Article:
Theft or poaching of ginseng from public and privately owned forestland is a serious problem in parts of Pennsylvania. Those who collect ginseng without permission from landowners and/or managers are doing great and possibly irreparable harm. Such behavior can affect the viability of the species (by interfering with management and encouragement practices) and the industry (by reflecting poorly on ginseng collectors within the public perception). You must therefore always consider the broader impact that individual collectors can have on continued trade of this species within Pennsylvania. One extreme possibility could be a ban on collection, given enough public outcry with unscrupulous and unsustainable behavior.
Collection from private property is currently allowed without any type of permit assuming that one is either the owner of the forestland or has express permission from the landowner. Every effort must be made to determine ownership prior to removal of plants. Ethical collectors strive to create partnerships with landowners as this can benefit both parties.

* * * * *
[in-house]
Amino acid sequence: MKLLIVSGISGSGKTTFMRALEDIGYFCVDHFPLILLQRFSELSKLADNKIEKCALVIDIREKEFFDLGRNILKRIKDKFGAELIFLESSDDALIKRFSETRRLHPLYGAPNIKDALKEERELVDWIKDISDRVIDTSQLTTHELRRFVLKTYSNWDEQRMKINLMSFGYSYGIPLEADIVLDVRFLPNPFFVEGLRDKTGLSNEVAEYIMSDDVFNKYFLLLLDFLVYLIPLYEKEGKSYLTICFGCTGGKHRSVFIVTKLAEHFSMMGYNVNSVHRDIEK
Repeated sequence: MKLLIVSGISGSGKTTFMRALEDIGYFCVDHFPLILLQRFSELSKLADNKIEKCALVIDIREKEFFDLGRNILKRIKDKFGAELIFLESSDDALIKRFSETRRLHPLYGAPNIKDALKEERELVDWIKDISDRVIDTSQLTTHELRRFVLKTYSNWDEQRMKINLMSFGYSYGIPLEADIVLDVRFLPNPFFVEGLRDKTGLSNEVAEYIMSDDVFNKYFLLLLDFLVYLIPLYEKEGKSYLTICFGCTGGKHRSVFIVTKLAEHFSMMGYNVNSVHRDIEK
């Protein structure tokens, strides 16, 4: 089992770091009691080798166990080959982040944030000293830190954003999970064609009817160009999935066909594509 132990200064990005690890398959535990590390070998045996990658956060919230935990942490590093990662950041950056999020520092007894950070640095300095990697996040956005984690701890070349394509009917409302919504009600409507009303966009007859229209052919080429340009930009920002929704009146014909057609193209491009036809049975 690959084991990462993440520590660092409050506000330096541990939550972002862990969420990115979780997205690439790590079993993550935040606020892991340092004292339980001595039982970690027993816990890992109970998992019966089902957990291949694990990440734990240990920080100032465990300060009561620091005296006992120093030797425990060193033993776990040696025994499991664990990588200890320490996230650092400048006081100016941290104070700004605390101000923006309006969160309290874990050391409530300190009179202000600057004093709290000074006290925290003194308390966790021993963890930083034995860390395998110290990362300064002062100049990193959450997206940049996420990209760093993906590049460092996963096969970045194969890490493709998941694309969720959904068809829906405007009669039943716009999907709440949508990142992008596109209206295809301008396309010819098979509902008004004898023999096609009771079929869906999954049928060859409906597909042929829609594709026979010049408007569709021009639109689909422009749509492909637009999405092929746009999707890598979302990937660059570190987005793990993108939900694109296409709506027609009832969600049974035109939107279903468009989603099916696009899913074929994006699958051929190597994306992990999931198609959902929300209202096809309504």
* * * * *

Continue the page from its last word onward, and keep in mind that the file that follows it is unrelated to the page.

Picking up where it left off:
On some public lands in Pennsylvania, state forests and National Forestlands for example, collection is prohibited without authorization a permit. This annual fee-based permit allows permitees to collect from designated forestlands. Each state land management authority will regulate the quantity of permits each year to allow certain plant populations to recover from harvesting and facility monitoring and evaluation of populations. Decisions regarding whether to allow collection during each year are made on an individual management unit basis. Collection is illegal from any state parks or state gamelands in Pennsylvania. Those who willingly collect from state parks and gamelands not only face stiff penalties but also tarnish the image of ginseng collectors as a whole.